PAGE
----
CERN Accelerating science

Silicon photonics for high-energy physics experiments

by Andrea Kraxner (CERN), Jan Troska (CERN)

Optical links have become ubiquitous in High Energy Physics (HEP) experiments to transport data generated from the particle detectors and other control points along the accelerator to the processing electronics. So far, links based on both single-mode Edge Emitting Lasers (EELs) [1] and multi-mode Vertical Cavity Surface Emitting Lasers (VCSELs) [2] are in us. The drawback of these laser diode-based technologies is their degradation due to displacement damage from particle fluence [3]. With the ever-higher radiation levels and the increasing data volumes, alternatives have to be investigated. In the innermost detector regions the challenge is not only to withstand the high radiation levels but also to satisfy the space restraints which make highly integrated links necessary. Silicon Photonics seems to be a quite promising candidate addressing all those points and is currently being investigated for its applicability for use in optical links in future HEP experiments.

Silicon photonics is a highly integrated platform where all photonic components like photodetectors, modulators, lasers and the electronics are grown or implemented on the same piece of silicon. Silicon On Insulator (SOI) wafers in combination with well-established CMOS processes are used for the production. The compatibility with CMOS electronics opens the door to highly integrate the optical links within the detector system. In order to achieve this goal it has to be made sure that optical links based on silicon photonics can perform in and withstand the harsh conditions of the HEP experiments and at the same time can satisfy the challenges of low power consumption and high data rates.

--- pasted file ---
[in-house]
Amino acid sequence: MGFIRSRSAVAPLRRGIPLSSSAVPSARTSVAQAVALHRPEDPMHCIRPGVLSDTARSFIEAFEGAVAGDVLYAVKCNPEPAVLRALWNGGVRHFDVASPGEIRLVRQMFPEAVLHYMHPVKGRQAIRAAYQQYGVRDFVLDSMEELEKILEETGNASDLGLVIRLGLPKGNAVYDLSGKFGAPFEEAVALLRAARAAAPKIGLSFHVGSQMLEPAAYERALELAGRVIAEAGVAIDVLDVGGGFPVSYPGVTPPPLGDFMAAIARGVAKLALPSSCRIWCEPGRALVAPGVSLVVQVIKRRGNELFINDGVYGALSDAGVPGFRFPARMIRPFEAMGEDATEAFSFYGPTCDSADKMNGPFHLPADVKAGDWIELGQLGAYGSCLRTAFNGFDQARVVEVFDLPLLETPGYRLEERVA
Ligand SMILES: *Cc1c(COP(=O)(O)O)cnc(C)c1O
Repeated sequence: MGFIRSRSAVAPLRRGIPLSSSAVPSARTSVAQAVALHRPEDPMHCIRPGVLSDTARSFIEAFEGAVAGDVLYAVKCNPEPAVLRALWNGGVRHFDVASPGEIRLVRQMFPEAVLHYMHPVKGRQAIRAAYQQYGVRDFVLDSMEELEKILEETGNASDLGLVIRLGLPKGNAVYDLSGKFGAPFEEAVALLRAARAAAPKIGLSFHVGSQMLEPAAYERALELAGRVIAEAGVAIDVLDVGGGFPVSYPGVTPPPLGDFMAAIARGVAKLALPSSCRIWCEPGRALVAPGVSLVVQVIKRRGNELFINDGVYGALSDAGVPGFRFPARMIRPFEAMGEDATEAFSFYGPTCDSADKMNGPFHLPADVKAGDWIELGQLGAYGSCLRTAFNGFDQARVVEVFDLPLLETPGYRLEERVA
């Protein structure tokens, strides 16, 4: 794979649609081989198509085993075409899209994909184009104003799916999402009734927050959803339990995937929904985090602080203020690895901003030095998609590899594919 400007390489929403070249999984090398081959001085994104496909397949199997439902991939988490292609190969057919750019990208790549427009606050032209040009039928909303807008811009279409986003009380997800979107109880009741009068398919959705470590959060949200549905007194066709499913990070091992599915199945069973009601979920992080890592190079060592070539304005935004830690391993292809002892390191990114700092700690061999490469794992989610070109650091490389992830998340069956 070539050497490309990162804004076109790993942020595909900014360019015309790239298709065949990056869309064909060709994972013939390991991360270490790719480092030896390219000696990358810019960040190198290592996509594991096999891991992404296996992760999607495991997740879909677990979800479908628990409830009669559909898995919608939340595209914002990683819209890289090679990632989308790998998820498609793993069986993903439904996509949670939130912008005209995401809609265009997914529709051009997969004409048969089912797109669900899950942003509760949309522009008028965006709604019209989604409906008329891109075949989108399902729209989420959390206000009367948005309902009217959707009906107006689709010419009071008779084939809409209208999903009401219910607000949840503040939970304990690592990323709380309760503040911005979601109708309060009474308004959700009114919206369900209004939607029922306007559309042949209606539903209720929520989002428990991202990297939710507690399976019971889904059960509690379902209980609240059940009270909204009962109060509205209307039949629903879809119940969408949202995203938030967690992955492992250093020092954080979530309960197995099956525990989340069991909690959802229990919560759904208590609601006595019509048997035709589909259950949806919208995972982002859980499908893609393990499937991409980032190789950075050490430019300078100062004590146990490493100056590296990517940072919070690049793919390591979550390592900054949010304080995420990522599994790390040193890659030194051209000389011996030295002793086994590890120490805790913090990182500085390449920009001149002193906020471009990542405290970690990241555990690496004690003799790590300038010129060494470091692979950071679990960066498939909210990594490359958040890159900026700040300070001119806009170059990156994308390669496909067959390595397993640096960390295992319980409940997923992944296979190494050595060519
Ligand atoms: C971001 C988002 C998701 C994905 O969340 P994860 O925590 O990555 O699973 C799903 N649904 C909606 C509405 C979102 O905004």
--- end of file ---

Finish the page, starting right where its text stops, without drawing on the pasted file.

In a first step, the radiation resistance of the building blocks of a silicon photonics optical link, which are modulators, photodiodes and waveguides have been investigated. While we found that all tested devices are very resistant against displacement damage, modulators unfortunately show a strong degradation due to ionizing radiation [4]. A silicon photonics test chip was designed by us (Figure 1), including different passive structures as well as modulator and photodiode structures [5]. Numerous irradiation tests and simulations have been performed to better understand the effects and to overcome the degradation due to total ionizing dose. We showed that it is possible to increase the radiation resistance by design [6] and that an additional increase can be achieved when the devices are operated at low temperatures [7].

Figure 1: Silicon Photonics test chip designed by the Opto team of the EP-ESE-BE section. Bare chip (left) and including electrical and optical assembly (right).

Throughout the investigations, we found a very efficient annealing effect of the irradiated modulators, applying a forward bias [7]. This leads to a full recovery after irradiation, which was proven by re-irradiation tests. But also, we showed that a high enough current for a sufficient time period prevents the radiation induced degradation already during irradiation [8]. As the standard operation of these modulators (depletion type modulator) is in reverse bias it is not possible to anneal the devices during their operation but in phases where the operation of the HEP experiments is paused eg. during shut-downs, technical stops or interfills the annealing could be performed.